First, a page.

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Extended chord

From Academic Kids

Extended chords are tertian chords (built from thirds) or triads with notes extended, or added, beyond the seventh, including all the thirds in between the seventh and the extended note. Thus ninth, eleventh, thirteenth, and all farther chords are extended chords.

In popular music and jazz music, these chords are often referred to as added note chords, and are referred to by the simple interval rather than the compound interval (i.e., "added sixth chord" as opposed to "thirteenth chord").

In practice however, extended chords do not typically use all the chord members; the fifth is often omitted, as are notes between the seventh and the highest note (i.e., the ninth is omitted in an eleventh chord, the ninth and eleventh are omitted in a thirteenth chord).

Extended chords are rarely seen in the Baroque era, and are uncommon in the Classical era. When used in the Romantic era, they were almost always found on the dominant scale degree (as V9, V11, and V13).

Performance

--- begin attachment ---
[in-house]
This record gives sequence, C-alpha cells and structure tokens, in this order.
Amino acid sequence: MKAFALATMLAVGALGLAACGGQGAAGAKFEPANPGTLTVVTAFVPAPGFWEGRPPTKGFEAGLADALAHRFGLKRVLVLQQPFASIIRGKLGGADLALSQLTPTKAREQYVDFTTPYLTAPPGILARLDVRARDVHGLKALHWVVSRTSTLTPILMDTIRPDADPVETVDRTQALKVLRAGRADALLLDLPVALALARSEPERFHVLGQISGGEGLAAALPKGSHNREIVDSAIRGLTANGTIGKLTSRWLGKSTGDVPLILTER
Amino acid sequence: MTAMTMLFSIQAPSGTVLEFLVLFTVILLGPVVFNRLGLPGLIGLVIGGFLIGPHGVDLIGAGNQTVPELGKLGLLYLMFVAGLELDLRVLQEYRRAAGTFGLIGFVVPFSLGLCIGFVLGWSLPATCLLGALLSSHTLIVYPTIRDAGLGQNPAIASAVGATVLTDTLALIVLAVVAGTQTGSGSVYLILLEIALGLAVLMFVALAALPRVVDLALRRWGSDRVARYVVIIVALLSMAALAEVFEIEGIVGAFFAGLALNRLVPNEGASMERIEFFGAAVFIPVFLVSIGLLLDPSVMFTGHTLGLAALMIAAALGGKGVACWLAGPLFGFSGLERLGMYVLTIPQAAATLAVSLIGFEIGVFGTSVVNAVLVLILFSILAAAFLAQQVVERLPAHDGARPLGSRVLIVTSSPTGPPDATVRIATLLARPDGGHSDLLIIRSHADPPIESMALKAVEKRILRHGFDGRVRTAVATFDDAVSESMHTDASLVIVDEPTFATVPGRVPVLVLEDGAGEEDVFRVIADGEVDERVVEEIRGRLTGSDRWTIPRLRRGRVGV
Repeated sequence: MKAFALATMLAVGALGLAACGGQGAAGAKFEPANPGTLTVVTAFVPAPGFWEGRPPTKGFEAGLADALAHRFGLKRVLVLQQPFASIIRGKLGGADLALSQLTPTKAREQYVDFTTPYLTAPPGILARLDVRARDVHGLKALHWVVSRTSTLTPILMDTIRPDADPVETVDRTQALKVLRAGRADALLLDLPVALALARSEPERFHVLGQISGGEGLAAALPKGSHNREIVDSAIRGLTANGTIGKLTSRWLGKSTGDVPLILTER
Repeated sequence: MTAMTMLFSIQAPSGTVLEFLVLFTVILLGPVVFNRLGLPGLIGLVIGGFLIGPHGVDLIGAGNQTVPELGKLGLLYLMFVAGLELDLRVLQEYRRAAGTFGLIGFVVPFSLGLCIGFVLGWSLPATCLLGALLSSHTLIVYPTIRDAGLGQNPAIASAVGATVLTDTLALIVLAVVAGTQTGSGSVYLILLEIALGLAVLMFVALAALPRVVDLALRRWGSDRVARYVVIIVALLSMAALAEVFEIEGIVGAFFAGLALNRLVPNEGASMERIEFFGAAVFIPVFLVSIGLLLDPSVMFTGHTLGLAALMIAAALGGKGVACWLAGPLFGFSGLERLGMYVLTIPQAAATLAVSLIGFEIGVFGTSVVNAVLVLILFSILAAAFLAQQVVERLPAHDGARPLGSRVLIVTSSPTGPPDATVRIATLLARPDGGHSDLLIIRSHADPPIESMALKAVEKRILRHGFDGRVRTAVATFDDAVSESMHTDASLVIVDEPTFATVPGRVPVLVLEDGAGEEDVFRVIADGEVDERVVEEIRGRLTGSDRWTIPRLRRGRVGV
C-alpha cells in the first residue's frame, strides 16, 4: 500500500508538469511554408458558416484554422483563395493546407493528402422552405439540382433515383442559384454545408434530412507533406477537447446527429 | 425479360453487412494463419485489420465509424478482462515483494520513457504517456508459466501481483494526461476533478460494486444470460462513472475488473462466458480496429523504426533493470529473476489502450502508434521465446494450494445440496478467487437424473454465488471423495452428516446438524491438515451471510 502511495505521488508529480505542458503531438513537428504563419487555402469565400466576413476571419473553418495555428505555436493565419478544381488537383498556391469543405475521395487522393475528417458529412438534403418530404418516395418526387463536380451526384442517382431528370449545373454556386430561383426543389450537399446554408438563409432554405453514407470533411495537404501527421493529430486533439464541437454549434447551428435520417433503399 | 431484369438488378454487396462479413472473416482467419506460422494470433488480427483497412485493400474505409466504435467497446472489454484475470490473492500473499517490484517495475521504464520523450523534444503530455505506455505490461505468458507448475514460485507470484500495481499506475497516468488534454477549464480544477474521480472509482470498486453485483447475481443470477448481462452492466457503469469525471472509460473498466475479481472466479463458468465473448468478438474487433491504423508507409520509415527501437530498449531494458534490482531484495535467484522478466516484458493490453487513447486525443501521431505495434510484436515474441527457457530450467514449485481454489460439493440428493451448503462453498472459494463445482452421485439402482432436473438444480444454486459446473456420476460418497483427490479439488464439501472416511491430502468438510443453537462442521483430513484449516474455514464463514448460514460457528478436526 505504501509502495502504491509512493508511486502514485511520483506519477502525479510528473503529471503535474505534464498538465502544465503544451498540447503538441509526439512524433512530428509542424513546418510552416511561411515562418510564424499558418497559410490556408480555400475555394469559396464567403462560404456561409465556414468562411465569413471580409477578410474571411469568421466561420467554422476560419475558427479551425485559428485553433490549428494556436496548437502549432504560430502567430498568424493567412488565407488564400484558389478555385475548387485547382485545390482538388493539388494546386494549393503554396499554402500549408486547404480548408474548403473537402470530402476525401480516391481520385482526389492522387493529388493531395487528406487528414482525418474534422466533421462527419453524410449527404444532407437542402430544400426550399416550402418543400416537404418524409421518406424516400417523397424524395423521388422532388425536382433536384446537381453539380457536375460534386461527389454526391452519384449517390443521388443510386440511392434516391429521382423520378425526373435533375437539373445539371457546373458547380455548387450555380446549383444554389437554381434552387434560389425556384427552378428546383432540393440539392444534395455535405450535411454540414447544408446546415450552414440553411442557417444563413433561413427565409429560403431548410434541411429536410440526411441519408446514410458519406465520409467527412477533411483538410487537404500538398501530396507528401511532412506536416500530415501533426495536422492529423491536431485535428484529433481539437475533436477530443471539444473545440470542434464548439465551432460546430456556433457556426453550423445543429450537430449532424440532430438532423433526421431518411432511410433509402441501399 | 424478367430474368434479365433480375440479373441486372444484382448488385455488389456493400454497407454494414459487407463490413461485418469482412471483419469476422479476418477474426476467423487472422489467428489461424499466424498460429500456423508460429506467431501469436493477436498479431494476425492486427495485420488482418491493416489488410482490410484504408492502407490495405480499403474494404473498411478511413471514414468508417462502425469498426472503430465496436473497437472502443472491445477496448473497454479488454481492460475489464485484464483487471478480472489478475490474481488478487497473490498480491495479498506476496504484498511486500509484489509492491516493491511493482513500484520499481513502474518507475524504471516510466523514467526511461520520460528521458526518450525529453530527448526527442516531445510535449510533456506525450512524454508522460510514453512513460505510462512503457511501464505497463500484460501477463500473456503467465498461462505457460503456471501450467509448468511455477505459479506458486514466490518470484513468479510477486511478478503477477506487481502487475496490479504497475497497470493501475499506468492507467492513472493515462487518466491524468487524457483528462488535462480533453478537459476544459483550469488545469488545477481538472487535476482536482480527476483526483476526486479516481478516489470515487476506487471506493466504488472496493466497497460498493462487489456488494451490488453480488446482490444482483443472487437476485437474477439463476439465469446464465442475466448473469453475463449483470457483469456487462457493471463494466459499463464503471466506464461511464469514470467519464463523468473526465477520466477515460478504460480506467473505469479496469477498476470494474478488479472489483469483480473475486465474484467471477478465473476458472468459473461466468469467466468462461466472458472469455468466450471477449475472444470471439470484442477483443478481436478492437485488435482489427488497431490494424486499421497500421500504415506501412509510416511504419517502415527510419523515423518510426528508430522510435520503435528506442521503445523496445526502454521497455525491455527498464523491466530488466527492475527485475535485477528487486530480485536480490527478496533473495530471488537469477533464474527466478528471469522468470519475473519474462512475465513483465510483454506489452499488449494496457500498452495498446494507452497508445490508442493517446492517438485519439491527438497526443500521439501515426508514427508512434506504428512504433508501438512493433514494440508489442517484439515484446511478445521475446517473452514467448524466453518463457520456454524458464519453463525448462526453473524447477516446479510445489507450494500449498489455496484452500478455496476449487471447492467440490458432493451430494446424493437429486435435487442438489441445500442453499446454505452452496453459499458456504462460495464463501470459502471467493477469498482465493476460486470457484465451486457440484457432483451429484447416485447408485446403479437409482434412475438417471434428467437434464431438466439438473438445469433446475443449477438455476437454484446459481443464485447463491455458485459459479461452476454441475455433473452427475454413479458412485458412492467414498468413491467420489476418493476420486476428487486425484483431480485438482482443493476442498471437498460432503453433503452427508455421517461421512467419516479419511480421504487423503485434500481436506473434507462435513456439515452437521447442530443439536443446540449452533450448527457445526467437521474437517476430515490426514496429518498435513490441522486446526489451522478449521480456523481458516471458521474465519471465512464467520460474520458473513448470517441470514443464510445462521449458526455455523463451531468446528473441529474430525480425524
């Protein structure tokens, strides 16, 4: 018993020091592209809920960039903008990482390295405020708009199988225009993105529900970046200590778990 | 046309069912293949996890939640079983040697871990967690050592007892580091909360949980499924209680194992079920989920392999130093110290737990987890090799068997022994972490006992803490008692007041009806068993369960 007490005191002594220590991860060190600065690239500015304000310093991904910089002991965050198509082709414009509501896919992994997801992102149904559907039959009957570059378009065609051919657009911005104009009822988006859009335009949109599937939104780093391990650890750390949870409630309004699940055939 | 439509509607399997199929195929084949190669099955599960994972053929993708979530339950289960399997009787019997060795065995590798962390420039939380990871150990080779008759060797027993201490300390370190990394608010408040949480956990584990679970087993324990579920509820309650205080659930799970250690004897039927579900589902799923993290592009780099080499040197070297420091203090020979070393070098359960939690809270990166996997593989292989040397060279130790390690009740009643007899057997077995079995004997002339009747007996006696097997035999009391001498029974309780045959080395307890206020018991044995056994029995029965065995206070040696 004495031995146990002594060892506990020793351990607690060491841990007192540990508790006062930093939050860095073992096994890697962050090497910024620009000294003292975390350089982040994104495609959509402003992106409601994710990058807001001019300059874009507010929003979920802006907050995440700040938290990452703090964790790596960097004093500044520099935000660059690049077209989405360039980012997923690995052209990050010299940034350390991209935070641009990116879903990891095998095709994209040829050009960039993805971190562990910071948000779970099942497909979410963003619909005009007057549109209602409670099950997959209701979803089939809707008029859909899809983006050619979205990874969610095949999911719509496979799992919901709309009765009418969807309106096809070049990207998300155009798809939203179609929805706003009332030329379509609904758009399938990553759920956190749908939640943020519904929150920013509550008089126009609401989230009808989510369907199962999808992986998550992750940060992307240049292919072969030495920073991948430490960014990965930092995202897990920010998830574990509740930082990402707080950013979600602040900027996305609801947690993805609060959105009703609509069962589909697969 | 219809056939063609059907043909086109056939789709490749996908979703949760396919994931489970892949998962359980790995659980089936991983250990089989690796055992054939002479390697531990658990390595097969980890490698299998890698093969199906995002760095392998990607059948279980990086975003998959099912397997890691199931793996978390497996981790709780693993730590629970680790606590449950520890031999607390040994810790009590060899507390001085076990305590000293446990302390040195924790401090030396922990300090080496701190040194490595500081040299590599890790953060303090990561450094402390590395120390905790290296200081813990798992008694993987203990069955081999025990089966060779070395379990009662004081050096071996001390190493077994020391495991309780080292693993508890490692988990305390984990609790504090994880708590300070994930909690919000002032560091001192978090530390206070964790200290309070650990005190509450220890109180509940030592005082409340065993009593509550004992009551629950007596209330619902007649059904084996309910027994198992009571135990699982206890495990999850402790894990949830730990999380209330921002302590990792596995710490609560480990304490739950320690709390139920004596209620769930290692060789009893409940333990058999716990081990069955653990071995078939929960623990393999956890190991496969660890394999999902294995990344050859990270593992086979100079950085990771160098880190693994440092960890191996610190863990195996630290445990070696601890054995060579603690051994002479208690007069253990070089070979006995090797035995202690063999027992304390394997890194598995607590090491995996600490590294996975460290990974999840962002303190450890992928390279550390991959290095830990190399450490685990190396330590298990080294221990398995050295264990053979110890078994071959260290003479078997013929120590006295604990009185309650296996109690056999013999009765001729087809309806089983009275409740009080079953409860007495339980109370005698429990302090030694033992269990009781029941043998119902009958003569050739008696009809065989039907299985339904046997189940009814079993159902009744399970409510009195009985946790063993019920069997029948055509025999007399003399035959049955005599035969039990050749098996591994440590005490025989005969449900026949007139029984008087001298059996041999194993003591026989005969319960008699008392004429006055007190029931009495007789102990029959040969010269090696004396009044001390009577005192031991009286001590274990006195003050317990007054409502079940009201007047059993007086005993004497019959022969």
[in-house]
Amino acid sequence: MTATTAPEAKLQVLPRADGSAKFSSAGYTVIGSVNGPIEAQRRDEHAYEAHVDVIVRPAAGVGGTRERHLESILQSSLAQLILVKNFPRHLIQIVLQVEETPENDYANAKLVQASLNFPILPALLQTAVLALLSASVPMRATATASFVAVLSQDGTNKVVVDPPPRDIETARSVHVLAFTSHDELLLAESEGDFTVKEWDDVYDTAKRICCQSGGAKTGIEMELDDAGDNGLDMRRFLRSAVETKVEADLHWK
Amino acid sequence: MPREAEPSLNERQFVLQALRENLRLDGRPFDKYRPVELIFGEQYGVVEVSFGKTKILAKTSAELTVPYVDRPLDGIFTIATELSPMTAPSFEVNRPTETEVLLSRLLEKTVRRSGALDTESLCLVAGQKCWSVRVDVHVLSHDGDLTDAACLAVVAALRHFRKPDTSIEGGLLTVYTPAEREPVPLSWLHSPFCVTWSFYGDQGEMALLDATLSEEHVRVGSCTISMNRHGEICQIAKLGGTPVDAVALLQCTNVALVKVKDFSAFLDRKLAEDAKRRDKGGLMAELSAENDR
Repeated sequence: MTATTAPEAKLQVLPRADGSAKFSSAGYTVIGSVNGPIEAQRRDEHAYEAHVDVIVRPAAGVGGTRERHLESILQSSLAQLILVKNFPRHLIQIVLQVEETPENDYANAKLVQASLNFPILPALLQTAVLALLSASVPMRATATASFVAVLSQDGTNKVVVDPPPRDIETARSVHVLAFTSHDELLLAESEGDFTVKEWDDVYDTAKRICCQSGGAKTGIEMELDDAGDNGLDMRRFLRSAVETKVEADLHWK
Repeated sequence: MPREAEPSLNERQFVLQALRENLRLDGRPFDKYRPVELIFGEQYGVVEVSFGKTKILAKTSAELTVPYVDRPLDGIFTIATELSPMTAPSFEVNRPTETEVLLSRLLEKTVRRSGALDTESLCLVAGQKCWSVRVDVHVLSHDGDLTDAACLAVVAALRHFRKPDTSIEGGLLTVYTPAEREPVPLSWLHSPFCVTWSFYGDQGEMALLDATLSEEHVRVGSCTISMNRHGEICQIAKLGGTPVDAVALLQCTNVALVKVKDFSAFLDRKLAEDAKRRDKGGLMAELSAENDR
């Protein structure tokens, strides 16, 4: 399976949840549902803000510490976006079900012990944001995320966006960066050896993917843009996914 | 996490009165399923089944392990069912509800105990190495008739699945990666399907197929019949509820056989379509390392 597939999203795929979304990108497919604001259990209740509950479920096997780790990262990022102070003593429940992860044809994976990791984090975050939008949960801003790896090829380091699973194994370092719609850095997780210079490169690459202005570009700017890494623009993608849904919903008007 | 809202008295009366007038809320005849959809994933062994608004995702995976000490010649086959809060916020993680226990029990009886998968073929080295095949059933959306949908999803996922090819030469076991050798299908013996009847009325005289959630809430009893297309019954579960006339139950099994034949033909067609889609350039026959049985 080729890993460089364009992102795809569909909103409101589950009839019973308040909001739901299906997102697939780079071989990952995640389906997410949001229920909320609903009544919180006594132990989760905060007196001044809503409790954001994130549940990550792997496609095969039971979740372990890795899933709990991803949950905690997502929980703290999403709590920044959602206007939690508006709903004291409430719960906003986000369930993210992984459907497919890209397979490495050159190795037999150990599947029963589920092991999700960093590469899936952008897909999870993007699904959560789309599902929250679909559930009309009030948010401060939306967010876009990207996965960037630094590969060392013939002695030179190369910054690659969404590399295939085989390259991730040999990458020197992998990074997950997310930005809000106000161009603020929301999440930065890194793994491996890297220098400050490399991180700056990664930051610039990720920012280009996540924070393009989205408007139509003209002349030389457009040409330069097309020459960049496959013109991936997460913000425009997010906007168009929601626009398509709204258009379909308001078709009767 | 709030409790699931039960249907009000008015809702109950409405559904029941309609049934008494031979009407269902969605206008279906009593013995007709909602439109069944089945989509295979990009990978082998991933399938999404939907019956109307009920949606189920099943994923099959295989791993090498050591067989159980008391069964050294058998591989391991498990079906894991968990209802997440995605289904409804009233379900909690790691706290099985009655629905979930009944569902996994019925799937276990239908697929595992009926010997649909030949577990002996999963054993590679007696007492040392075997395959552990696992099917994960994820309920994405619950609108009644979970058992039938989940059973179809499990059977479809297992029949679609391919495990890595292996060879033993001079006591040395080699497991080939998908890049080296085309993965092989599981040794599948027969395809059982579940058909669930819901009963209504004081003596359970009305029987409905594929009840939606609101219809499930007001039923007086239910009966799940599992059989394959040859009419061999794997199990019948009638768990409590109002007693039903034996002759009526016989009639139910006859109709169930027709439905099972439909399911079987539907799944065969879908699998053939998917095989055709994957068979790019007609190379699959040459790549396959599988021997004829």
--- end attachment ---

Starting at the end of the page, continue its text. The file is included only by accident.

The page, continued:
When playing extended chords on instruments which are limited to four or less tones it is important to select which notes to play so as to still give the sonority or effect as the intended extended chord. Always play the root, third, seventh, and the most extended note if possible. The root is the central note of the chord, the third defines the chord's quality as minor or major, the extended note is what makes the chord extended, and the seventh defines the chord as an extended chord and not an added note chord. Any notes which happen to be altered, such as a flatted ninth, would also need to be included. Thus in a thirteenth chord one would play the root, third, seventh, and thirteenth, and be able to leave out the fifth, ninth, and eleventh.

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